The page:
If your sweating has a significantly negative impact on your life, there are various options available to you.
Discuss it with a healthcare professional about excessive sweating
A healthcare professional can offer you:
- Diagnosis: to determine whether you have primary or secondary hyperhidrosis. They can also recommend additional tests to rule out other possible causes of excessive sweating if primary hyperhidrosis is not obvious;
- Treatments and an assessment of the benefit-risk balance of each one in your case, based on your personal preferences. They can help you decide which treatment is most suitable for you based on your situation;
- More general support: hyperhidrosis can have a significant impact on the quality of life of those who suffer from it. It can cause embarrassment, discomfort, and make people less confident in social situations.
Healthcare professionals can help you manage the emotional consequences of excessive sweating and find ways to feel better about yourself;
- Follow-up: to check the effectiveness of the treatment and make adjustments based on the progression of the condition or any side effects.
See also: How to find a sweating doctor?
Try some tips against excessive perspiring
There are several tips for reducing excessive sweating that do not require medical or surgical treatments. Here are some examples:
- Hygiene: Keep your body clean and fresh by regularly taking a shower or bath, using mild soaps, and changing your clothes regularly. Of course, this does not mean that hyperhidrosis is a hygiene problem at all!
- Clothing: Wear clothes made from natural materials like cotton, silk, or linen that allow the skin to breathe. Avoid synthetic materials that prevent air circulation.
- Diet: Avoid spicy foods, as they can increase sweating. Drink enough water to stay hydrated, but avoid alcoholic and caffeinated beverages, which can increase sweating.
- Activities: Plan your activities to avoid times of intense heat. If possible, do your most strenuous activities when temperatures are cooler. Even if hyperhidrosis is not solely due to sweating, this doesn’t help!
- Antiperspirant: Use a deodorant or antiperspirant to reduce the odor of sweat.
- Relaxation: Take time to relax and manage emotional stress, which can increase sweating. Try meditation, deep breathing, cognitive-behavioral techniques to help you relax. However, their effect on hyperhidrosis has not been evaluated in studies.
- Ventilation: You may have already noticed that you sweat less in a well-ventilated room, with a fan or natural air. Indeed, air allows sweat droplets to evaporate more quickly. Some people with hyperhidrosis live with a fan always at hand, even at work!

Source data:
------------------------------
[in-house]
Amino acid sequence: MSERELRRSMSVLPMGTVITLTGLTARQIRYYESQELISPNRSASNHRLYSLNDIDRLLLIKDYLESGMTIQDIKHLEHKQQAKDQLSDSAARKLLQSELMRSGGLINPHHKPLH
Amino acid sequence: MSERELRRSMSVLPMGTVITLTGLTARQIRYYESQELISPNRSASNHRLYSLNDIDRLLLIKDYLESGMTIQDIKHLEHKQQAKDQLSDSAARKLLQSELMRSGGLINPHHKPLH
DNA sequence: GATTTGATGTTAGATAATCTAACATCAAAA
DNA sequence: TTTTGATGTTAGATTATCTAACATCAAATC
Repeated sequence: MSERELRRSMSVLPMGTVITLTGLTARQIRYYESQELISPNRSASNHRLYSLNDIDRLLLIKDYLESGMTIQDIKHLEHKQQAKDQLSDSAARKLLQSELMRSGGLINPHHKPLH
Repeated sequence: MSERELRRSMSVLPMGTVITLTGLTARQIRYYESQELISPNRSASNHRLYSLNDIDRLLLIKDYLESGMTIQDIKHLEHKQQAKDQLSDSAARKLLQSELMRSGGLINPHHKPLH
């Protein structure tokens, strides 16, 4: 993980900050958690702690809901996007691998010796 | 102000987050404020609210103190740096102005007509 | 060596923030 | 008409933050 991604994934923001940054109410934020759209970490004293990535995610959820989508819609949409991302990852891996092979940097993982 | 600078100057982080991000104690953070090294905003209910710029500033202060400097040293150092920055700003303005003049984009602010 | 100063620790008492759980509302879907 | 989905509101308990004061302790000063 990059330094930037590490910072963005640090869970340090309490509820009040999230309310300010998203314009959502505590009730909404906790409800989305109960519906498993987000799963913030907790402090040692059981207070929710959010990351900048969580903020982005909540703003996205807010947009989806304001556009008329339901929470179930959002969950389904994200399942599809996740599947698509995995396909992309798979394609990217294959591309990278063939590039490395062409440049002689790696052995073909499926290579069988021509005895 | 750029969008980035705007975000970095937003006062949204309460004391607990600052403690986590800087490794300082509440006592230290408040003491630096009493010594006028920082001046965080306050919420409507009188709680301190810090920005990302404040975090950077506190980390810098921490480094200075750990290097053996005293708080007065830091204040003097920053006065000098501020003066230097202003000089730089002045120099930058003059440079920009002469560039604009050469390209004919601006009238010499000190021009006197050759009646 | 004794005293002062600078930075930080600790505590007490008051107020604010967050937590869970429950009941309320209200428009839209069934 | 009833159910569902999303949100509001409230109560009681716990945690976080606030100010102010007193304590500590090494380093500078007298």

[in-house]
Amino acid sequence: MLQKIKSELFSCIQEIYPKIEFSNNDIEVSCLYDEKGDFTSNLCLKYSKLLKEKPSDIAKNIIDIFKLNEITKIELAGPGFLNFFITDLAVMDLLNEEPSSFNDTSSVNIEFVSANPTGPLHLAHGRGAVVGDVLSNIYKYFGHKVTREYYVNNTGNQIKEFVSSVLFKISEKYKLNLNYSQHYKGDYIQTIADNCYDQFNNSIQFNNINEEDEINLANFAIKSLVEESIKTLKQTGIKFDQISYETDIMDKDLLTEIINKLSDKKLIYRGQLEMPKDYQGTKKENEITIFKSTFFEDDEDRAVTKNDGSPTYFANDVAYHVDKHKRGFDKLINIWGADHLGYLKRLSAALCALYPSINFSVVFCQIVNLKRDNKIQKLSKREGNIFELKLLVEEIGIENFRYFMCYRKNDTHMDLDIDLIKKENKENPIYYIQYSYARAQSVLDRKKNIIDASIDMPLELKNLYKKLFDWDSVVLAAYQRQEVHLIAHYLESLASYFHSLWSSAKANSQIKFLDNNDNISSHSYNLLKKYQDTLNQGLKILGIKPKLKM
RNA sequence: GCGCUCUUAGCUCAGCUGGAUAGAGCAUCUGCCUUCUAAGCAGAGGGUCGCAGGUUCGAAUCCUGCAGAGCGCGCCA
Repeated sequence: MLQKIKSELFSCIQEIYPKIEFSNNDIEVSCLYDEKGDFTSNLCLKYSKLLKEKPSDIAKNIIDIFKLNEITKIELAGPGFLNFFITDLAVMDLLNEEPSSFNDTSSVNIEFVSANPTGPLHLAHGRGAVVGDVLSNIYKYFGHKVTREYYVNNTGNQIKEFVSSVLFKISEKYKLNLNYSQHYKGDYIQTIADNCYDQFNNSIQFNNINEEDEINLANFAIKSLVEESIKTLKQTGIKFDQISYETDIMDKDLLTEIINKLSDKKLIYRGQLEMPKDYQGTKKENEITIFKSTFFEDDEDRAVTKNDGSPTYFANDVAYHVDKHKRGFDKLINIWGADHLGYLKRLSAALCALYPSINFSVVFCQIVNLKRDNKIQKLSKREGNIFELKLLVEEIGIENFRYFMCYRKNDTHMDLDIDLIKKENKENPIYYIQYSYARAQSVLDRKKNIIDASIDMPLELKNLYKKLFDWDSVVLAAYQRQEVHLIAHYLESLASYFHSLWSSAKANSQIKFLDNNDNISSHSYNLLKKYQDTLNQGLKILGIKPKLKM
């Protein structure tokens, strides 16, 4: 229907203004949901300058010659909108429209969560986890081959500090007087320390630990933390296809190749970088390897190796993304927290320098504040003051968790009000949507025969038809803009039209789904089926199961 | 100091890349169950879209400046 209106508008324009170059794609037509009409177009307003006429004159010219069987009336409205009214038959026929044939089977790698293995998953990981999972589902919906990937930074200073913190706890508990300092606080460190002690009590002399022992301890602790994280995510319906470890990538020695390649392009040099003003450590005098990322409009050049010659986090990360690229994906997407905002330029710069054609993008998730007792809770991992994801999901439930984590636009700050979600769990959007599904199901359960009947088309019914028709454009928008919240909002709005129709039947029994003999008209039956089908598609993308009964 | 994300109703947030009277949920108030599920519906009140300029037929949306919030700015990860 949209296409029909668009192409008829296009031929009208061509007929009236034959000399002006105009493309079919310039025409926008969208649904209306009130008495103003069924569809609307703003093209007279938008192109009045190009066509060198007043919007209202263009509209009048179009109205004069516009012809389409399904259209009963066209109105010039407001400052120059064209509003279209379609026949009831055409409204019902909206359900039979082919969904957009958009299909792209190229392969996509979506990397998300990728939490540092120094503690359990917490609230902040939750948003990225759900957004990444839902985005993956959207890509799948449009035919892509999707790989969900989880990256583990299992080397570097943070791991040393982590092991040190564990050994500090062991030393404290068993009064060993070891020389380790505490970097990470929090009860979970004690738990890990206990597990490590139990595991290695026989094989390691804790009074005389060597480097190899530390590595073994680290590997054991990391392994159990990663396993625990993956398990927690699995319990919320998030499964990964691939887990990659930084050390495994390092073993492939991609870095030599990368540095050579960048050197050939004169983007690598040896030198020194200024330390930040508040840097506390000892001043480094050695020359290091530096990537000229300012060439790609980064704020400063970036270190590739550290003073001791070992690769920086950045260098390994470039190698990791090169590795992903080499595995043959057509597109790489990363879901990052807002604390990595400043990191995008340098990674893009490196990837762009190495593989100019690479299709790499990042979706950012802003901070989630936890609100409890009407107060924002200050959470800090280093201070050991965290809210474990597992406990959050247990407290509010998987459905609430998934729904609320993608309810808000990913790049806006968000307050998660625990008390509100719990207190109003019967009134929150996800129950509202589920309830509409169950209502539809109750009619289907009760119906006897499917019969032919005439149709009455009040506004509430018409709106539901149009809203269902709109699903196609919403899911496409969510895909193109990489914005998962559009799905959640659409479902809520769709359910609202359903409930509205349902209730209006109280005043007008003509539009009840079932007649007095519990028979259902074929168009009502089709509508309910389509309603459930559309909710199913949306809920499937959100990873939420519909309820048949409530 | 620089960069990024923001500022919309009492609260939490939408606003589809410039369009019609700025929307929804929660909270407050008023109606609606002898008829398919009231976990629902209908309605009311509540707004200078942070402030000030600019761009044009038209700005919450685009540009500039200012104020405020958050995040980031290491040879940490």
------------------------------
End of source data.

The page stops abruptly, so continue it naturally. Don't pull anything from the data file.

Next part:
Consideration of treatment for sweating
There are several medical and surgical treatments for excessive sweating, such as:
- Antiperspirant medications: These are often anticholinergic drugs: glycopyrrolate or oxybutynin are the most common. They block the action of acetylcholine, a chemical that stimulates sweat glands. These medications are usually taken orally and can have side effects such as vision problems, urination issues, digestive problems, and breathing difficulties.
- Botulinum toxin injections: These injections block the nerves that stimulate sweat glands, reducing sweating. Injections are typically administered in the armpits, hands, or feet and can last for about 6 months.
- Iontophoresis: It is mainly used for the hands and feet, less frequently for the armpits. It is used with a device that can be purchased over the counter. Sessions can also be performed by a physiotherapist, podiatrist, or equipped dermatologist. Learn more about iontophoresis devices.
- miraDry: An aesthetic doctor or dermatologist uses a device (miraDry) to eliminate sweat glands in the armpits using waves. There are rare but serious side effects. Read my review of miraDry.
- Thoracic sympathectomy or lumbar sympathectomy: This is a surgery performed under general anesthesia. The surgical team works on the nerve roots that innervate sweat glands. A common side effect is compensatory hyperhidrosis.
Treatments can also vary depending on the severity of hyperhidrosis, individual preferences, and potential risks associated with different treatments. Each treatment has its advantages and disadvantages!
I hope I have addressed your main questions about the phenomenon of excessive sweating with no reason.
By exploring the Hyperhidrosis Observatory website, you will find a wealth of information on this topic, as well as testimonials.
Do you have any comments or questions? Your comments are welcome 🙂 !
You may also like:
Endo et al., « Genome-Wide Association Study in Japanese Females Identifies Fifteen Novel Skin-Related Trait Associations ». 2018
Lear W, Kessler E, Solish N, et al. An epidemiological study of hyperhidrosis. Dermatol Surg 2007;33(s1):S69–75
SweatHelp : here
Written by Nelly Darbois
I founded this website in 2012. Since then, I’ve been providing information and positive support to people suffering from excessive sweating. I’m also a physical therapist and science writer, living in French Alps 🌞❄️.